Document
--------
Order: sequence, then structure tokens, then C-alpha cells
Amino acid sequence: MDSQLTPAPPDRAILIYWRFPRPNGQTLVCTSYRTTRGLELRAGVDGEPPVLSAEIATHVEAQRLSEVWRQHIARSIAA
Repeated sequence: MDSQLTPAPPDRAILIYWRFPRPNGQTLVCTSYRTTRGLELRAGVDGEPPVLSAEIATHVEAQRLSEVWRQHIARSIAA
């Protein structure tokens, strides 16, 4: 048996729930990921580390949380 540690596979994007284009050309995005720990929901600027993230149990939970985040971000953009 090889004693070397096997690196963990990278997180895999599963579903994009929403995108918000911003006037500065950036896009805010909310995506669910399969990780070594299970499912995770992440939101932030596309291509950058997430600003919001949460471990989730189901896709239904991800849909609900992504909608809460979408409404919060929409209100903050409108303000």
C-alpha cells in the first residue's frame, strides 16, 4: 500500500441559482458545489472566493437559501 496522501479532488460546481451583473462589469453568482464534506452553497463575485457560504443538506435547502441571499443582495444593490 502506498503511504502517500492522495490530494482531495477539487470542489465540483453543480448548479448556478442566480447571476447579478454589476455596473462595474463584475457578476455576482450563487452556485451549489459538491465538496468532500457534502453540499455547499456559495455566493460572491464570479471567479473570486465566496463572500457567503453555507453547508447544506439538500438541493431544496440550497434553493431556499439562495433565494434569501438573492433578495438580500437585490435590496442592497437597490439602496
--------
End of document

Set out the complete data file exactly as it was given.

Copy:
Order: sequence, then structure tokens, then C-alpha cells
Amino acid sequence: MDSQLTPAPPDRAILIYWRFPRPNGQTLVCTSYRTTRGLELRAGVDGEPPVLSAEIATHVEAQRLSEVWRQHIARSIAA
Repeated sequence: MDSQLTPAPPDRAILIYWRFPRPNGQTLVCTSYRTTRGLELRAGVDGEPPVLSAEIATHVEAQRLSEVWRQHIARSIAA
């Protein structure tokens, strides 16, 4: 048996729930990921580390949380 540690596979994007284009050309995005720990929901600027993230149990939970985040971000953009 090889004693070397096997690196963990990278997180895999599963579903994009929403995108918000911003006037500065950036896009805010909310995506669910399969990780070594299970499912995770992440939101932030596309291509950058997430600003919001949460471990989730189901896709239904991800849909609900992504909608809460979408409404919060929409209100903050409108303000």
C-alpha cells in the first residue's frame, strides 16, 4: 500500500441559482458545489472566493437559501 496522501479532488460546481451583473462589469453568482464534506452553497463575485457560504443538506435547502441571499443582495444593490 502506498503511504502517500492522495490530494482531495477539487470542489465540483453543480448548479448556478442566480447571476447579478454589476455596473462595474463584475457578476455576482450563487452556485451549489459538491465538496468532500457534502453540499455547499456559495455566493460572491464570479471567479473570486465566496463572500457567503453555507453547508447544506439538500438541493431544496440550497434553493431556499439562495433565494434569501438573492433578495438580500437585490435590496442592497437597490439602496